this new school. He gets Peter to sign decree
like setting up a school, but then he uses to school to
employ his kind of own friends. Which I mean it doesn’t mean that,
you know, that it’s like terrible, I mean his friends are
actually educated and, you know, turn out to be pretty
good teachers and sort of important cultural initiative. He uses the school to
promote himself later on. I mean immediately
when they do this sort of when they start the school
they write a textbook of their own and they prepare this, you know,
very sort of luxurious edition, you know, sort of very nicely kind
of done on expensive paper and sort of present it to Peter saying
like look at us we’ve done that. I mean we’re your faithful servants,
we need to be rewarded by the way. So and just to finish up and
actually what happens is that yes, I mean Peter sends an overall
message, but then, you know, they’re all like really lots of
kind of well private teachers or private initiatives to
instruct, you know, [inaudible]. Foreign teachers coming to
kind of practice, you know, either trying to get
support from Peter or just like privately kind of
practicing teachers. Peter is at war trying to earn money
by, you know, by teaching the Swedes or also the Russians kind of trying
to earn extra money, you know, like by just teaching
basic literacy. So I mean you really kind
of find this movement. As I say, [inaudible] interaction to
Peter’s kind of sort of vague push, you know, kind of [inaudible] so. [ Inaudible Comment ]>>Igor Fedyukin: Well, I mean disorganized is a
tricky thing because, you know, well I mean in the
sense that you know like when you want to
kind of to do reform. When you only want to
sell yourself [inaudible], I mean that’s what you say oh
they’re so disorganized, you know, I must appoint a [inaudible]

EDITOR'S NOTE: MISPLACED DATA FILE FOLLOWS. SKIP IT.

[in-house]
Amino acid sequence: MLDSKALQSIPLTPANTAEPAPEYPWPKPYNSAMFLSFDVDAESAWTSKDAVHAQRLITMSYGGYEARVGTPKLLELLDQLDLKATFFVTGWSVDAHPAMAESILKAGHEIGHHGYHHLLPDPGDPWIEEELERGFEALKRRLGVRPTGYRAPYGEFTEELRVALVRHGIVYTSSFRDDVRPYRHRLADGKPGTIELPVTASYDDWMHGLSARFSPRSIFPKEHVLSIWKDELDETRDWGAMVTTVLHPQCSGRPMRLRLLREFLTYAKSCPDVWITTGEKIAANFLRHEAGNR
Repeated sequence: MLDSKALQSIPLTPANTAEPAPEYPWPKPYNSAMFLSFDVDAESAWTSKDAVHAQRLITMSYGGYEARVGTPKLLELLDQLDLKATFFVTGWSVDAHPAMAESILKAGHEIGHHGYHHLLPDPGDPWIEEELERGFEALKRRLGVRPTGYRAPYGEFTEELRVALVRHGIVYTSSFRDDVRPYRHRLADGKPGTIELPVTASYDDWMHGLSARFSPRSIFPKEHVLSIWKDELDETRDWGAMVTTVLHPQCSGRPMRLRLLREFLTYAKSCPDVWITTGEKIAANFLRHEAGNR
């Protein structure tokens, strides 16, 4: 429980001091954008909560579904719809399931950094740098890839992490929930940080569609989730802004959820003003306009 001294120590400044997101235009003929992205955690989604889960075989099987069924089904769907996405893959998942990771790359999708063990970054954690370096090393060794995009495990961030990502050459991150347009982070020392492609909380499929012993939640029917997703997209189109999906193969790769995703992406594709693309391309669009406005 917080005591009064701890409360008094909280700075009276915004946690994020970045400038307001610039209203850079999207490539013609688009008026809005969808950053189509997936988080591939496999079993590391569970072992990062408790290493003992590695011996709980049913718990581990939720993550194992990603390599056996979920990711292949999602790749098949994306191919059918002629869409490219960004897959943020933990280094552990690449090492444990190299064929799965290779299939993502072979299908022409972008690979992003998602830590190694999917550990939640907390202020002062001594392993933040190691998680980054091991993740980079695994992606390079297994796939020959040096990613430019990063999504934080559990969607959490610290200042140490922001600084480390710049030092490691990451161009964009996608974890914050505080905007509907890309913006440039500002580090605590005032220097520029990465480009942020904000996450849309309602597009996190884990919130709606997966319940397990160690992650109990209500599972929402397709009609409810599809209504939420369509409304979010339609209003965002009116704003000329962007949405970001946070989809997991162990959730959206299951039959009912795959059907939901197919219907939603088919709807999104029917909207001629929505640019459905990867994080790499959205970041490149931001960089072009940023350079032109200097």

straighten them up. So it’s kind of tricky,
but you’re right yeah. [ Inaudible Comment ] Yeah. [ Inaudible Comment ] Of course, of course sure yeah. I mean that’s [inaudible] help
and, you know, there are all those and of course, there are articles
and now that so many books are, especially older books
are available, you know, sort of digitized, you know. [ Inaudible Comment ] The resource? [ Inaudible Comment ] Well, I mean of course I using
[inaudible] of course right, I mean that’s for like
[inaudible] magazine articles. I use [inaudible] here it’s
really great to be able to use how is it pronounced
ha, hati? [ Inaudible Comment ] [Inaudible] yeah, absolutely
it’s a really great resource for like older books
where you could, you know, sort of download things. Yeah, I mean going beyond
the Library of Congress of course the one sort
of real amazing thing which the French have is
this thing called Gallica where you could actually do — I
know with those old books, you know, sort of scanned copies
could actually do kind of, you know, like a keyword search. You know, they have sort of like,
you know, word recognition software which allows you to
search, you know, through like 17th century
books kind of. That’s like really amazing
and helpful kind of. [ Inaudible Comment ] Yeah, national [inaudible]. [ Inaudible Comment ]>>Grant Harris: I’d ask you to
speak up [inaudible] so we can.>>Well you focused on the
naval academy I’m interested about other schools and how popular
they were and what the [inaudible].>>Igor Fedyukin: Right okay. Yeah.>>Grant Harris: If you
could repeat the question.>>Igor Fedyukin: Right yeah. So the overall — sort of other
schools and like, you know, how the population react. Well I think it actually
reacted pretty positively. In the sense that I
know there was this myth that oh they’re all
like against learning. I don’t think we actually have,